Dietary protein restriction improves the course of renal disease in the remnant kidney model. Dietary protein restriction can also reduce plasma renin activity in several circumstances. We examined the interaction between dietary protein and the renin-angiotensin system in subtotally nephrectomized rats (1-2/3 nephrectomy). No difference was seen in tissue renin activity in rats ingesting a high (30%) versus a low (6%) protein diet. To determine the pathophysiological role of angiotensin II in subtotally nephrectomized rats, we examined the acute renal response to an intrarenal infusion of the angiotensin II antagonist Sar1 Gly8-angiotensin II (10 μg/kg/min). Only those subtotally nephrectomized animals ingesting a high protein diet exhibited a consistent improvement in glomerular permselectivity, as manifested by a 24% fall in the fractional clearance of albumin (basal 16.19 ± 3.65 × 10-4 vs. Sar1 Gly8-AII 12.26 ± 3.21 × 10-4; P < 0.02) and a 19% fall in the fractional clearance of IgG (basal 3.75 ± 0.67 × 10-4 vs. Sar1 Gly8-AII 3.03 ± 0.48 × 10-4; P < 0.02). No consistent change occurred in glomerular permselectivity in the rats on the low protein diet or rats infused with vehicle only. No change in mean arterial pressure or whole-kidney hemodynamics were seen with angiotensin II blockade. Decrements in SNGFR and glomerular capillary pressure occurred with angiotensin blockade in the animals ingesting the high protein diet, suggesting hemodynamic factors as a mechanism for the improvement in permselective defects. In conclusion, dietary protein intake determines the glomerular response to angiotensin II blockade, implicating local angiotensin II as an injurious factor with high protein feeding in subtotally nephrectomized rats.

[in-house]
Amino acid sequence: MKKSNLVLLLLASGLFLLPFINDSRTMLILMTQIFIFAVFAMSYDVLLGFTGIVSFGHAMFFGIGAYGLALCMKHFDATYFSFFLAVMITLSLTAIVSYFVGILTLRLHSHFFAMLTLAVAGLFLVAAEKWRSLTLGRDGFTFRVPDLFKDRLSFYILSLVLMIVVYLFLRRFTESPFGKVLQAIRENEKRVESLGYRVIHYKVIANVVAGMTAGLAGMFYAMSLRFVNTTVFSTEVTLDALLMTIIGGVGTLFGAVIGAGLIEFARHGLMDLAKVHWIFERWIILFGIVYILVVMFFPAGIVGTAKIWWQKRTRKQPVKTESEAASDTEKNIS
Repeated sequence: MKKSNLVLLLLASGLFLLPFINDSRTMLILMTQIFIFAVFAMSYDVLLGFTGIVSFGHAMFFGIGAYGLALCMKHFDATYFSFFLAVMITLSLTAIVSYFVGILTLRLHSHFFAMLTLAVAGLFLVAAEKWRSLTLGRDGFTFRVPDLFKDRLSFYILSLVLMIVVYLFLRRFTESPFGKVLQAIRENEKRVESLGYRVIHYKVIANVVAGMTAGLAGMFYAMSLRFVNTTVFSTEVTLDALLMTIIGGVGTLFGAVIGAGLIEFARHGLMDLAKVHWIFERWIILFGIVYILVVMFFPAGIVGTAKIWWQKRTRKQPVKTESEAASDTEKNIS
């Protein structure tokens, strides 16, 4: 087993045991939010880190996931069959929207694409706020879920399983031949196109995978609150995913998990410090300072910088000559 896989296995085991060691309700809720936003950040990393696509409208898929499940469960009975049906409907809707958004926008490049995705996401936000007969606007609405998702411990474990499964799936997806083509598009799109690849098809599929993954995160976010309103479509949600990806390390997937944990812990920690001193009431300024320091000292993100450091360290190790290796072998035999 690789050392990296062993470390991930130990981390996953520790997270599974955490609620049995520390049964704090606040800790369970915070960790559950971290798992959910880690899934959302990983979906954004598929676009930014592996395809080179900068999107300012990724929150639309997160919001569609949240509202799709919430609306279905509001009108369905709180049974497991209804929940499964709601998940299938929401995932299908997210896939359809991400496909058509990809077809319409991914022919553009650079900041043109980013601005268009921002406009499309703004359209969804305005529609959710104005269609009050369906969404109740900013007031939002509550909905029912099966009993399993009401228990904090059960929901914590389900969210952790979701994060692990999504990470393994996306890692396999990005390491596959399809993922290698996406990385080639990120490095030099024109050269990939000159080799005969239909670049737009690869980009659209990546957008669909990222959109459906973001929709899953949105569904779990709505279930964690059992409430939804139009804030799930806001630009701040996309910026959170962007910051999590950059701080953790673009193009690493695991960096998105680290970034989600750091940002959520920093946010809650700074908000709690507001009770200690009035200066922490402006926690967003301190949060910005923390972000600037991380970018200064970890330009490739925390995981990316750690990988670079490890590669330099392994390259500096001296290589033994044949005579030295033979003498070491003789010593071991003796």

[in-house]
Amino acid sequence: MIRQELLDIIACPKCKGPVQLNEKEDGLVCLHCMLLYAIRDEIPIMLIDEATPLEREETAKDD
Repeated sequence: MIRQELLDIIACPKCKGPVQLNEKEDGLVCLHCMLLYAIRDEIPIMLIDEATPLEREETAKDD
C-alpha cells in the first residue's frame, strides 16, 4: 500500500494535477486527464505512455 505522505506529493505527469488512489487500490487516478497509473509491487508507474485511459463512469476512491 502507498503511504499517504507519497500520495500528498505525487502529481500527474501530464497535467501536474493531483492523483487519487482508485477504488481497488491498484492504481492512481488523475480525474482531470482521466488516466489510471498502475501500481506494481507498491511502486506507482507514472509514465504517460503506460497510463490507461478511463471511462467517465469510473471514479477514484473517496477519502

Bibliographical noteFunding Information:
Portions of this study were presented at the 1987 annual meeting of the American Society of Nephrology and were published in abstract form (Kidney mt 33:383, 1988) and at the November 1987 meeting of the Midwest Section of the American Federation for Clinical Research (Gun Res 35:871A, 1987). This work was supported by a U.S. Public Health Service Grant (AM 31437). M.E. Rosenberg was supported by a Research Fellowship from the Medical Research Council of Canada. We thank D. Chmielewski for his technical assistance and R. Suek for preparation of the manuscript.
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